Anger at WorkSafe's decision not to prosecute a forestry company over the death of one of its workers is still being felt by family members, nearly three years after the incident.

Charles Harrison Finlay, 45, was killed in the Taumata Forest, Kinleith in July 2013 after being struck by a 50kg log.

An inquest into the Tokoroa man's death was held by coroner Wallace Bain in Rotorua today. It is one of eight forestry deaths being looked at by the coroner, with the final inquest, for David McMurtrie, being held tomorrow.

WorkSafe New Zealand investigated Mr Finlay's death and decided his employer, M&A Cross Ltd, would not be prosecuted.

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Yesterday, lawyers Peter Cranney, representing the Council of Trade Unions (CTU), and Simon Meikle, representing Mr Finlay's family, questioned WorkSafe investigator Jason Gibson.

Mr Meikle asked Mr Gibson why the Ministry of Business, Innovation and Employment (MBIE) did not prosecute given during the private prosecution by CTU M&A Cross Ltd pleaded guilty to one charge of failure to ensure personal protective equipment was worn by an employee.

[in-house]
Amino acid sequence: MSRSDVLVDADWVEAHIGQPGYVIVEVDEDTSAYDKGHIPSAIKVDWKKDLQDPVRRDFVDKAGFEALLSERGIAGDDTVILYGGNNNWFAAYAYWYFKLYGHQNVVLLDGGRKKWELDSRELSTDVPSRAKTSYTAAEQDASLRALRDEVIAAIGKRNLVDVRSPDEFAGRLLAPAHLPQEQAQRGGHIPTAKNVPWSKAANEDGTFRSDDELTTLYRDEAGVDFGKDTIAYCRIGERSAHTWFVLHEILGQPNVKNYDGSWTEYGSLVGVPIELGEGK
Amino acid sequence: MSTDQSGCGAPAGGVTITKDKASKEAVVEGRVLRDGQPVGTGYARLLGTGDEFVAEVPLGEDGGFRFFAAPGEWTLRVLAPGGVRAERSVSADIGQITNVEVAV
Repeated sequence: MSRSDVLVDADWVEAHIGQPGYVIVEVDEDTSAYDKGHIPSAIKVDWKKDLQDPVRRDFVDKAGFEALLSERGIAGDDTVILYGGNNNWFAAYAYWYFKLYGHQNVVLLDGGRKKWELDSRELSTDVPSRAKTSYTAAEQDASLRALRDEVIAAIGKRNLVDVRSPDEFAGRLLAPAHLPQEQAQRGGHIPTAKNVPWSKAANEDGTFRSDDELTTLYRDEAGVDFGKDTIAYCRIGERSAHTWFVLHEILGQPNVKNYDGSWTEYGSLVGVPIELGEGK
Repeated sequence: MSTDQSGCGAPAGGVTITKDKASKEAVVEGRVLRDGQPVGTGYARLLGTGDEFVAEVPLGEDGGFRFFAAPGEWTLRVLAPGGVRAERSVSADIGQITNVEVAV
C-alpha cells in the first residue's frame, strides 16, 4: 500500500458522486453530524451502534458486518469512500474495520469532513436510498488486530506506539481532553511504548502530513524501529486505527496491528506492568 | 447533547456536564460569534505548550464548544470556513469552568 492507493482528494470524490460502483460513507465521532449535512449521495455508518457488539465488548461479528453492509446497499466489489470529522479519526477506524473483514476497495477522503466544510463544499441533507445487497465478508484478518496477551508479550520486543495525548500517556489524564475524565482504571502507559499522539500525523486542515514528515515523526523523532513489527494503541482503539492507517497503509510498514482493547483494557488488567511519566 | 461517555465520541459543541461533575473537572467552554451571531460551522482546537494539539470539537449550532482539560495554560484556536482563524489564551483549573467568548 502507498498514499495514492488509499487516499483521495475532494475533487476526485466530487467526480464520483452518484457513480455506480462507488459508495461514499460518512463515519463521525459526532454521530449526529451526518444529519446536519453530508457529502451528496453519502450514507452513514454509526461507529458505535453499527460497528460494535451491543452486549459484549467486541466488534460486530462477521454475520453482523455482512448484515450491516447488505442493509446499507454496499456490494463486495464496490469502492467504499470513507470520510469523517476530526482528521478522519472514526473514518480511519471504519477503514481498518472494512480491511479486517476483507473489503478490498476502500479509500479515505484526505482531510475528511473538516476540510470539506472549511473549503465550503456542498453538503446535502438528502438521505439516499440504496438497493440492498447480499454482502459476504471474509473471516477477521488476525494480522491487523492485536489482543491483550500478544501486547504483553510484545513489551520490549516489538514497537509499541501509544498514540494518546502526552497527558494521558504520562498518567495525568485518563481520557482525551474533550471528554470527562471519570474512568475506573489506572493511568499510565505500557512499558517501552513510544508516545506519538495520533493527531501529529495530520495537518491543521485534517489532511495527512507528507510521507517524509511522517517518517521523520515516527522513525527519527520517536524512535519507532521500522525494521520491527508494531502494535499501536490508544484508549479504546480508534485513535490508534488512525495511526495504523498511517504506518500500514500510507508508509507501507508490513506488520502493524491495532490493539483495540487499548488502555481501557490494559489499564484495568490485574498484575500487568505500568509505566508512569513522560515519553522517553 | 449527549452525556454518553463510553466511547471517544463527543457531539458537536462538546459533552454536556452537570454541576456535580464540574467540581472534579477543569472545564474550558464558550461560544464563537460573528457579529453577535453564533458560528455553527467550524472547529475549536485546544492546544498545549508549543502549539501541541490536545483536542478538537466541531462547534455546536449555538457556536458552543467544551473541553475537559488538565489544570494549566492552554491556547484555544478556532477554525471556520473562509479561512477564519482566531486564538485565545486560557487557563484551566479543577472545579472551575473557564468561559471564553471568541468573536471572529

Mr Meikle had a heated exchange with Mr Gibson where he repeatedly requested an admission that WorkSafe was wrong.

"You should have charged them...You were proved wrong Mr Gibson. I want it from you to accept that MBIE's decision to not prosecute was simply wrong."

"It was not my recommendation alone not to prosecute," Mr Gibson replied. "My recommendation goes through a peer review, passes through my investigation manager's hands then gets signed off by our chief inspector. It was an organisation decision."

M&A Cross Ltd was sentenced in Rotorua District Court last October and ordered to pay $105,000 in reparation to Mr Finlay's family plus a $25,000 fine.

The CTU put forward 11 recommendations for Dr Bain, including all work stopping when a worker's location was unknown, MBIE looking at the impact of wages in dangerous industries and employers providing safety gear to workers by default.

In an emotional address to the court, Mr Finlay's wife Maryanne Butler-Finlay spoke about her family's "rollercoaster journey".

"I still feel Charles' absence deeply. He could be loud and crass but he had an infectious smile and a cheeky grin. He was a humble man and the fact that 1400 people attended his tangi showed what kind of man he was."

Outside court, Mrs Butler-Finlay said the family was still angry about WorkSafe's investigation and felt WorkSafe had turned its back on its responsibilities.

But Mrs Butler-Finlay said she felt differently than on other days since her husband's death.

"I felt calmer today. This [inquest] was the last thing - we couldn't do anymore for Charles after today.

"It has been a long road getting here and we are feeling huge relief to have gotten past this point."